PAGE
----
AVC: It depends on how they’re made, as you’re saying. For everybody to pull together, they all have to be together on the set at the same time.


EB: Exactly. Exactly. Even if they’re not, you’d be surprised how one will pick up from the other. You look at the picture and first thing you know you go, “Ah-ha.” And “Oh,” and off we go. And you got it. There are some people who are a little denser than the others. [Laughs.] But they catch on after a while.

AVC: Just looking at the number of films you’ve made, you don’t seem to have slowed down much in the last several years. Is it important for you to keep working?


EB: Absolutely. I like to keep at my craft, you know? I like to keep reading scripts, whether I’m in it or not because of the fact that what would I do in a certain case? How would this happen or how would that go? I like to keep working with my mind, so when I do perform I have something to perform with, and it’s not just like trying on new clothes. You’re trying on a suit, but you know where the heck the pants go. [Laughs.] You know what I mean? It’s roughly that way, but that’s the way I look at it. You got to keep your hand in it, otherwise you can rot at the roots and first thing you know, you got nothing.

AVC: I imagine that’s true of life as well as acting, that you have to keep learning things and keep your hand in.


EB: Absolutely. Absolutely. I think you have to keep going. Otherwise, you know these fellas that say, “Boy I can’t wait to retire. Boy, I’m going to be 65 years old, and I’m retiring and I’m quitting and that’s it.” Well, two weeks later they’re saying to themselves, “What the hell am I gonna do?” And first thing you know they find themselves in a wheelchair or in a rocking chair going back and forth, back and forth, and that’s the end of it. And suddenly you’re dead. This way, if you keep going and keep pushing yourself a bit, that’s what keeps you going. It keeps my mind active and my body active, so that’s what its all about. People say, “No, you’re not 93 going on 94.” The hell I’m not! [Laughs.] I can feel every bit of it sometimes. But I’ve made myself to a point where I say, “By golly! You’re still young and you’re still thinking right, what the hell! Use it! That’s what its for.”

AVC: It’s still obvious that you take pleasure in being on screen, and we can take pleasure in watching you, even though we’ve got a lot of catching up to do.


EB: Well hey, we’ve all got a lot of catching up to do. [Laughs.] I’m still learning how to act, for god’s sake. When I see these old-timers on the Turner Classic Movies, I still get ideas, you know. That’s where you really learn acting. If you really see some of these old boys working it and you say to yourself, “My God, if I could really do that that would be wonderful.” [Laughs.] And the thing is, you have done it. Unknowingly! [Laughs.]

AVC: Who are you still learning from now?

EB: Hell. On Turner Classic Movies? I got it on all the time. I’m still watching all those old-timers really going along, and I’m enjoying it so much, not just looking at the pictures, but looking at the acting. Paul Muni. Beautiful character. Edward G. Robinson. Jimmy Cagney. All those old boys. You know you don’t find those characters anymore. Gary Cooper—the greatest listener in the world! And he used to answer in kind, which is wonderful because you don’t see that anymore. People don’t listen. They really don’t. There’s an awful lot to be desired. I’ve gone to places where people say to me, “What’s your technique?” Technique? What the hell technique is there to acting? We’re doing it right now even though we’re on the telephone. We’re acting because even with my voice, I’m giving you what I think is what I want to say. Do you understand me? Are you listening? And that’s acting. That’s what it’s all about. But a lot of people forget that today. And most of them now today, they come to the point where you walk on a set and the first thing you know you’re looking at the sound man and you’re saying to yourself, “How the hell can they get any sound when nobody is talking!” They get all mumbly, you know? [Mumbles.] You can’t make out what they’re saying! And you’re 6 feet away from them! Whereas in the old-time movies, you hear them, you understand every word they’re saying, and you didn’t have to put on your loudspeaker. [Laughs.] I tell you, I get so mad sometimes I turn them off. I say, “To hell with ’em. They don’t want me to listen? To hell with them.” [Laughs.]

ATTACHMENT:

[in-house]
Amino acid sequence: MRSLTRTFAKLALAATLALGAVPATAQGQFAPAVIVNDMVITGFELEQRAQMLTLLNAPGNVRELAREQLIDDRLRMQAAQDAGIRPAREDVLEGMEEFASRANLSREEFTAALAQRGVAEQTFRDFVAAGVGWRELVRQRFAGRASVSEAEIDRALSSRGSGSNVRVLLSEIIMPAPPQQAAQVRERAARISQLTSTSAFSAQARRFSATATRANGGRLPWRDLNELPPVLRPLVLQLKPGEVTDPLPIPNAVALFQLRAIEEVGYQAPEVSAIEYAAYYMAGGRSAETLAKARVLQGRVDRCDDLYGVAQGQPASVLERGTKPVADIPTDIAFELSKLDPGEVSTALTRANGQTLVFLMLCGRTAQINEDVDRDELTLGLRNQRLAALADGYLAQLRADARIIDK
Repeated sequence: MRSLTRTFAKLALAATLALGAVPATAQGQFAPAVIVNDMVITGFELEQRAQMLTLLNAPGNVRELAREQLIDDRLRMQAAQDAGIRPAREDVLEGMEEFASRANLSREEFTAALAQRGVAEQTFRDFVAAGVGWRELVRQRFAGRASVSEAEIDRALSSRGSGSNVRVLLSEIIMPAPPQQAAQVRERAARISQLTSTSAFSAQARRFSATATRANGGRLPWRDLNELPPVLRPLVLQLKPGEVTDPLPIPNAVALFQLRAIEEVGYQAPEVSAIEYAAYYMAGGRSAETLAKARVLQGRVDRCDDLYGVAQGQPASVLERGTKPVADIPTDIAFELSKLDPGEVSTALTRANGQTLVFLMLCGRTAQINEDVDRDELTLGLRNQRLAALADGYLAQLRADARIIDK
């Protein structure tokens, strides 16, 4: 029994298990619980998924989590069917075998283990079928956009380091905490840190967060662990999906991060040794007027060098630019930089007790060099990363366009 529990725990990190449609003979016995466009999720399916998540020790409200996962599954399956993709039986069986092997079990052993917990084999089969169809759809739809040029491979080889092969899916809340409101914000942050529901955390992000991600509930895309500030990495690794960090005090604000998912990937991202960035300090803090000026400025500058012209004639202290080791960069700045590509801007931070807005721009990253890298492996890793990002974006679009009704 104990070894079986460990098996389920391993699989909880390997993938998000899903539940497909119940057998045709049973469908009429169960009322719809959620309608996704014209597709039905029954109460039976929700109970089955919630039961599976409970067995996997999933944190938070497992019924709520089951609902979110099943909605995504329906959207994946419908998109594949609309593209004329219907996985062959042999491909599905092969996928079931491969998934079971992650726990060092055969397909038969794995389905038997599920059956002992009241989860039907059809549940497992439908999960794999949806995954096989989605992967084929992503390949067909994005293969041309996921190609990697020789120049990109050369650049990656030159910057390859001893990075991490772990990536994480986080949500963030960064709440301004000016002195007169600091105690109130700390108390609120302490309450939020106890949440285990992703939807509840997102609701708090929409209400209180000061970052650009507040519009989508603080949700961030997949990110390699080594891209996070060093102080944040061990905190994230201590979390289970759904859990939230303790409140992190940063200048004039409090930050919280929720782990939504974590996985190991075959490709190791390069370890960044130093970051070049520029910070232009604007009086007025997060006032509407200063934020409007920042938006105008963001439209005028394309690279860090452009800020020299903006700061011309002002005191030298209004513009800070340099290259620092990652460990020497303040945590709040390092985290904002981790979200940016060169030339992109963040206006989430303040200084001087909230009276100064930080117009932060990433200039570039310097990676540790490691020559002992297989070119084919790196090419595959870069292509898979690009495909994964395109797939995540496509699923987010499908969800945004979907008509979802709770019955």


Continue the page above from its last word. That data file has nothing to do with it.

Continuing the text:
AVC: When you’re watching Turner Classic Movies, you’re seeing a lot of people that you knew, most of whom are no longer with us. Is that part of it bittersweet?

EB: Absolutely. Absolutely. These old-timers really knew it. And they knew how to work it. And I tell you it was wonderful to watch them. Golly, I could go back to some of these old character actors that we used to have. Right now I can’t think of a name, but there used to be a fella who always used to work with John Wayne…


AVC: Andy Devine? Or Ward Bond, is that who you’re thinking of?

EB: Yeah that’s it. I tell you, it was just marvelous. It was so natural for them. They were the ones who really helped the star make a film. God bless them. I call myself a character actor all my life. I’ve done a certain amount as a leading man, but character actors in my estimation—it’s a lost art these days. It really is. It’s become more for all kinds of young fellas that talk about… Two people talking about love, and I love you, I love you. They don’t know what the hell love is! You got to go out and experience this kind of thing. You got to know what the heck it’s all about. But these people, they’re saying, “I love you.” Period. That’s what it says in the script! [Laughs.] If you’re talking to somebody, you don’t mumble, you certainly don’t whisper, unless you’re whispering secrets, or whatever the hell it is. The idea is you talk a normal tone of voice. Some people just don’t understand. That’s the way it goes. If you don’t get your nickel’s worth, you can turn it off. That’s it. [Laughs]


AVC: Words to live by. It’s been a real pleasure talking to you.

EB: Sam, it’s been my pleasure. And I hope to one day get together and break a little bread.


AVC: Of course.

EB: All right, partner.